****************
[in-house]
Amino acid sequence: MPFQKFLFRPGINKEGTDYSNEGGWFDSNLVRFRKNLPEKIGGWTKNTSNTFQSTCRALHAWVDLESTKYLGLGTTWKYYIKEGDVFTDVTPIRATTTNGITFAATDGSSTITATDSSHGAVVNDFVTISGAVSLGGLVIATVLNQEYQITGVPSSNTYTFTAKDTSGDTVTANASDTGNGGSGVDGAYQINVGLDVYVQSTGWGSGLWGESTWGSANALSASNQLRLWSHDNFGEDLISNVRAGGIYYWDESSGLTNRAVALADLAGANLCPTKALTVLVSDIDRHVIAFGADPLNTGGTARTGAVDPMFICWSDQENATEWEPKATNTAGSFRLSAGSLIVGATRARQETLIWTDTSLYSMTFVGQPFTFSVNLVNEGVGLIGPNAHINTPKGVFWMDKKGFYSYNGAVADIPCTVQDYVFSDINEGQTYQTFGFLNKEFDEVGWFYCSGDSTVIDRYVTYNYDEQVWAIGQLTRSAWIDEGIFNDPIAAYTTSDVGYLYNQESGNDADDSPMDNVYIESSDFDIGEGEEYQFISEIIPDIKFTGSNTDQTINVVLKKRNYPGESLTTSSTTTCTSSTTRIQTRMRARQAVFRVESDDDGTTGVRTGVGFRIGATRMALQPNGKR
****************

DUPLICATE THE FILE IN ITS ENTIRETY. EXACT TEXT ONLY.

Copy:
[in-house]
Amino acid sequence: MPFQKFLFRPGINKEGTDYSNEGGWFDSNLVRFRKNLPEKIGGWTKNTSNTFQSTCRALHAWVDLESTKYLGLGTTWKYYIKEGDVFTDVTPIRATTTNGITFAATDGSSTITATDSSHGAVVNDFVTISGAVSLGGLVIATVLNQEYQITGVPSSNTYTFTAKDTSGDTVTANASDTGNGGSGVDGAYQINVGLDVYVQSTGWGSGLWGESTWGSANALSASNQLRLWSHDNFGEDLISNVRAGGIYYWDESSGLTNRAVALADLAGANLCPTKALTVLVSDIDRHVIAFGADPLNTGGTARTGAVDPMFICWSDQENATEWEPKATNTAGSFRLSAGSLIVGATRARQETLIWTDTSLYSMTFVGQPFTFSVNLVNEGVGLIGPNAHINTPKGVFWMDKKGFYSYNGAVADIPCTVQDYVFSDINEGQTYQTFGFLNKEFDEVGWFYCSGDSTVIDRYVTYNYDEQVWAIGQLTRSAWIDEGIFNDPIAAYTTSDVGYLYNQESGNDADDSPMDNVYIESSDFDIGEGEEYQFISEIIPDIKFTGSNTDQTINVVLKKRNYPGESLTTSSTTTCTSSTTRIQTRMRARQAVFRVESDDDGTTGVRTGVGFRIGATRMALQPNGKR